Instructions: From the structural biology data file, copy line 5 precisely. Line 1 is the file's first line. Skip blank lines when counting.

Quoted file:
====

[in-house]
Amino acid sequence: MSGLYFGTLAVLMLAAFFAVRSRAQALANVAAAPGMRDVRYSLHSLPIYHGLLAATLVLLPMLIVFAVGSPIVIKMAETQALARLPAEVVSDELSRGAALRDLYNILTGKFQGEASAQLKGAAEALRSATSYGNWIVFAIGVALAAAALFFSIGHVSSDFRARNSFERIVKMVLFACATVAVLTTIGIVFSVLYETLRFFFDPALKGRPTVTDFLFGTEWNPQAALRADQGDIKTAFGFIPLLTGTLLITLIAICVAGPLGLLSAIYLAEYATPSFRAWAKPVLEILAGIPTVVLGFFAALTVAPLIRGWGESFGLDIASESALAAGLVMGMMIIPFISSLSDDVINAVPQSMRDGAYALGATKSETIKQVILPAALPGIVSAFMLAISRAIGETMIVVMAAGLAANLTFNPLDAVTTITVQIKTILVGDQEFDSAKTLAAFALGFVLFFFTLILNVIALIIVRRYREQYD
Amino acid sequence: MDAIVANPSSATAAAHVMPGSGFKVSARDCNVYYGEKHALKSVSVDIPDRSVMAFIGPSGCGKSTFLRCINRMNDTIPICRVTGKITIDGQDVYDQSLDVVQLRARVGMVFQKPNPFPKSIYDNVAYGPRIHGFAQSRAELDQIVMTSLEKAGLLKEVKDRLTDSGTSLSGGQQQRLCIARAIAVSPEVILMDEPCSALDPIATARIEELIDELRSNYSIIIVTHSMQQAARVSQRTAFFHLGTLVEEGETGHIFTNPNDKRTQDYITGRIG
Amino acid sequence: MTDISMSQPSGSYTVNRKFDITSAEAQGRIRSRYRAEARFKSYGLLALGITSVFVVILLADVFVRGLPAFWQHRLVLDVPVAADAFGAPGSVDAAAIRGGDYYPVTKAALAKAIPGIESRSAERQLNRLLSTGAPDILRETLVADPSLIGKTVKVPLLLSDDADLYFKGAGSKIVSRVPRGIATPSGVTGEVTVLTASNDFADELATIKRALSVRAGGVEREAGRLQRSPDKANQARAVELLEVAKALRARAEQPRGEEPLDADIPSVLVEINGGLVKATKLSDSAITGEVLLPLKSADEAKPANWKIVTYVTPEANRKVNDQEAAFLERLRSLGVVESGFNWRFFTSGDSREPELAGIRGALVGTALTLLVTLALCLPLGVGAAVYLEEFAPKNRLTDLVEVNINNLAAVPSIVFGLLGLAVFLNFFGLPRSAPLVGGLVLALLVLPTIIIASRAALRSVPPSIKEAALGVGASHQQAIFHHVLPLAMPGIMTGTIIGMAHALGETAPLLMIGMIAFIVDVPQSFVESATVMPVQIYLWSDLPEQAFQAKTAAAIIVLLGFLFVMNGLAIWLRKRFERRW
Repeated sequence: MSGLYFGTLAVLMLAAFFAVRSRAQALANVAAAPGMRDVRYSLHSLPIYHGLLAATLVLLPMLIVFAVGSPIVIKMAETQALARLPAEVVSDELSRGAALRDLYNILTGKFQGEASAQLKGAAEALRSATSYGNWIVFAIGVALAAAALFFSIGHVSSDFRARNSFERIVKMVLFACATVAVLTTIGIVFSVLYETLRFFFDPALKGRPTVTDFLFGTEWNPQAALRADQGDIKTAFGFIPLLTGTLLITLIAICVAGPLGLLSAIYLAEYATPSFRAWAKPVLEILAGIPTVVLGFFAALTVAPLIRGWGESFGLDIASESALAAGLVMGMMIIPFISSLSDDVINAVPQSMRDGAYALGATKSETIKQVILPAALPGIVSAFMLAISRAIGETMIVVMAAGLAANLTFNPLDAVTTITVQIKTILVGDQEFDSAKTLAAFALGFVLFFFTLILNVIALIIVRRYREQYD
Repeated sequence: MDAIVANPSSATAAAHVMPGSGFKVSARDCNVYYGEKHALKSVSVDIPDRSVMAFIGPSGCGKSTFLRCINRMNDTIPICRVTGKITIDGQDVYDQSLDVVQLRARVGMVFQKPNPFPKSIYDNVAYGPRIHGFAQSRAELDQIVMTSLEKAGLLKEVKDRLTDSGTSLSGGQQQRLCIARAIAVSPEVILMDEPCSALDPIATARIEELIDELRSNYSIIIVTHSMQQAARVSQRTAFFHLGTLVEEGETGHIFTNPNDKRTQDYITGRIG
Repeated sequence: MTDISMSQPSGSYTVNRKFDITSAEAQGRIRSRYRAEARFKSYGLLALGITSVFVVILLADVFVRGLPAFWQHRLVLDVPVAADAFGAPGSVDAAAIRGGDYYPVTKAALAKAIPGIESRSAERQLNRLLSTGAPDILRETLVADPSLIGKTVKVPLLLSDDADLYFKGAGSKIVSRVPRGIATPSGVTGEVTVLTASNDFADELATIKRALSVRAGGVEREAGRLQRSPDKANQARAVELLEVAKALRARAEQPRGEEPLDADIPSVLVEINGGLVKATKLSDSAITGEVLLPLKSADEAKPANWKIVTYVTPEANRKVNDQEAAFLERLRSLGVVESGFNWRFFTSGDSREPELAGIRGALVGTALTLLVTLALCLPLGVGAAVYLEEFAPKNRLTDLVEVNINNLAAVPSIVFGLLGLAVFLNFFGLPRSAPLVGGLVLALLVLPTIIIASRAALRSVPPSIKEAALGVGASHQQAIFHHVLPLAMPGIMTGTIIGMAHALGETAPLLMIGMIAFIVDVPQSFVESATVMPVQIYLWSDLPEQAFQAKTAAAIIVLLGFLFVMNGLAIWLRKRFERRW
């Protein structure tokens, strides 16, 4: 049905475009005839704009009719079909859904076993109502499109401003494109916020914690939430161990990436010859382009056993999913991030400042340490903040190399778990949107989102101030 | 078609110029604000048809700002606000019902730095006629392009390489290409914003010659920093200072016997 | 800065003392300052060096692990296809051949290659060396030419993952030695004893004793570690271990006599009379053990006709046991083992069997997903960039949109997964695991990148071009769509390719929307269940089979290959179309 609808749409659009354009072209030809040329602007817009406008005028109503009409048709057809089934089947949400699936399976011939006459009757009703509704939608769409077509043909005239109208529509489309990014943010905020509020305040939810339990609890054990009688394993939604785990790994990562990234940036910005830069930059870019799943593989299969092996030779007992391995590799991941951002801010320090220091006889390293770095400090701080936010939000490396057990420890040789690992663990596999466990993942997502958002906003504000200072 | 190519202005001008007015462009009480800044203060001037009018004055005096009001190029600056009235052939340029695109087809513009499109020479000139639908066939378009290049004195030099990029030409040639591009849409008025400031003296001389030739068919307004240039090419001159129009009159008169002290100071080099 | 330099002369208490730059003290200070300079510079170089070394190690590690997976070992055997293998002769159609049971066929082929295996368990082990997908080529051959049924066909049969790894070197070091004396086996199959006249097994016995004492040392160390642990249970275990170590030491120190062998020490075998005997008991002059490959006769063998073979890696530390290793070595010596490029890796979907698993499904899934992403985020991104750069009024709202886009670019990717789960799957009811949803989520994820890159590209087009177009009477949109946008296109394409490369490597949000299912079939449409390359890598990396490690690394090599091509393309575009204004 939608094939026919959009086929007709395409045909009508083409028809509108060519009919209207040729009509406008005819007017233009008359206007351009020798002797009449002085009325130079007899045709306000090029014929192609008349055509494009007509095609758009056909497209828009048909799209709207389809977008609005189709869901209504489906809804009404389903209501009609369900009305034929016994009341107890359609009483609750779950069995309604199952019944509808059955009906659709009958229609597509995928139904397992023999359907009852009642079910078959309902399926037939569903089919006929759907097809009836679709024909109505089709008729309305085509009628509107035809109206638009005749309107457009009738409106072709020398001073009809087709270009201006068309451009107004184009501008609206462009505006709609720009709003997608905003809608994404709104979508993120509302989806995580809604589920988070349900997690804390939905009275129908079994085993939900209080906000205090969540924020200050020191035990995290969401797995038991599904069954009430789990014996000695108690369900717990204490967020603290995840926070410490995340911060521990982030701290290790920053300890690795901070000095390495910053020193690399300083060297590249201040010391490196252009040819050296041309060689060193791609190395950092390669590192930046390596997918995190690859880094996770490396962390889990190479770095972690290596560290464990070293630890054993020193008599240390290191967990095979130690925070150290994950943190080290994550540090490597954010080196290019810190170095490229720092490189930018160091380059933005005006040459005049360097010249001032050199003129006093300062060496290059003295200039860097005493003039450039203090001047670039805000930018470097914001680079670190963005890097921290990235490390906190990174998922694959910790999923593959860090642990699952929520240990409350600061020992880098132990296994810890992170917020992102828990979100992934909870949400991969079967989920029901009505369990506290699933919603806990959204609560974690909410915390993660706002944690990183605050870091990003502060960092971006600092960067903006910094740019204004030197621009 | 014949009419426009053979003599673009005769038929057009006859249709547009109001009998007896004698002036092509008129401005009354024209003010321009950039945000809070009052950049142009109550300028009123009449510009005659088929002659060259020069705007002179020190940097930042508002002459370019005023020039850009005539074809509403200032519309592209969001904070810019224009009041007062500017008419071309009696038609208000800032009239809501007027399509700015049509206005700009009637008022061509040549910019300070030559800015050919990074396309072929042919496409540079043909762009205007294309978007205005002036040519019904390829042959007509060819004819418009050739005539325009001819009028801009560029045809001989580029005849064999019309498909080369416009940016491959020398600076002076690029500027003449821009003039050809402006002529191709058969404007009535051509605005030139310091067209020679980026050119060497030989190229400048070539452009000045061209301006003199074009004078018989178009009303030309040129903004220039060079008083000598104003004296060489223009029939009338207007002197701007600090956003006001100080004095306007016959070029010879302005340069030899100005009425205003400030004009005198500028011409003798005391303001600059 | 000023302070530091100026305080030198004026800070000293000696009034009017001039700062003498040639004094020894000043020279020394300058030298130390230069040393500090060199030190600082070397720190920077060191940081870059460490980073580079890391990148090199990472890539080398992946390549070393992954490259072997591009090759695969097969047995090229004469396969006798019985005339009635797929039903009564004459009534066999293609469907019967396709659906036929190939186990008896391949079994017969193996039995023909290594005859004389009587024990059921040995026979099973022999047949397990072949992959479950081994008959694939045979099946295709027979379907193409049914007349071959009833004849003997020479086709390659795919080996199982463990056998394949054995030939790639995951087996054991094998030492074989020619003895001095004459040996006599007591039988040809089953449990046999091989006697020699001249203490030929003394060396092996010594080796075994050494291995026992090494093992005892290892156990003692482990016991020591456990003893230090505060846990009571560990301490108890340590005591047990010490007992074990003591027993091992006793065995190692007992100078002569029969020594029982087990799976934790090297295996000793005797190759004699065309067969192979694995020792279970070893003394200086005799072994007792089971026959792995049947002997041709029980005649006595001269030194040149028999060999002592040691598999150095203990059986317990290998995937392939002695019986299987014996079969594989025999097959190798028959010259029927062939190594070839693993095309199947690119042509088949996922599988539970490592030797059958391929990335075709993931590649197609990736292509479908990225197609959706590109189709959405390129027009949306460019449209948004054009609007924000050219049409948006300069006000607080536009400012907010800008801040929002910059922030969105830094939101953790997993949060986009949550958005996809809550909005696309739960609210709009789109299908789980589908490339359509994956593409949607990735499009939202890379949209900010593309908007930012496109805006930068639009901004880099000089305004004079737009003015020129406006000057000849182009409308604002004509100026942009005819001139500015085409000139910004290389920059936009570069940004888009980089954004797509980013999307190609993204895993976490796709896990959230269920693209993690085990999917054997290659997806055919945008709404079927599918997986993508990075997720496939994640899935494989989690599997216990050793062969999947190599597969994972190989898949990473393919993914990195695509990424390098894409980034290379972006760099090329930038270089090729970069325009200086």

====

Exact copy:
Repeated sequence: MSGLYFGTLAVLMLAAFFAVRSRAQALANVAAAPGMRDVRYSLHSLPIYHGLLAATLVLLPMLIVFAVGSPIVIKMAETQALARLPAEVVSDELSRGAALRDLYNILTGKFQGEASAQLKGAAEALRSATSYGNWIVFAIGVALAAAALFFSIGHVSSDFRARNSFERIVKMVLFACATVAVLTTIGIVFSVLYETLRFFFDPALKGRPTVTDFLFGTEWNPQAALRADQGDIKTAFGFIPLLTGTLLITLIAICVAGPLGLLSAIYLAEYATPSFRAWAKPVLEILAGIPTVVLGFFAALTVAPLIRGWGESFGLDIASESALAAGLVMGMMIIPFISSLSDDVINAVPQSMRDGAYALGATKSETIKQVILPAALPGIVSAFMLAISRAIGETMIVVMAAGLAANLTFNPLDAVTTITVQIKTILVGDQEFDSAKTLAAFALGFVLFFFTLILNVIALIIVRRYREQYD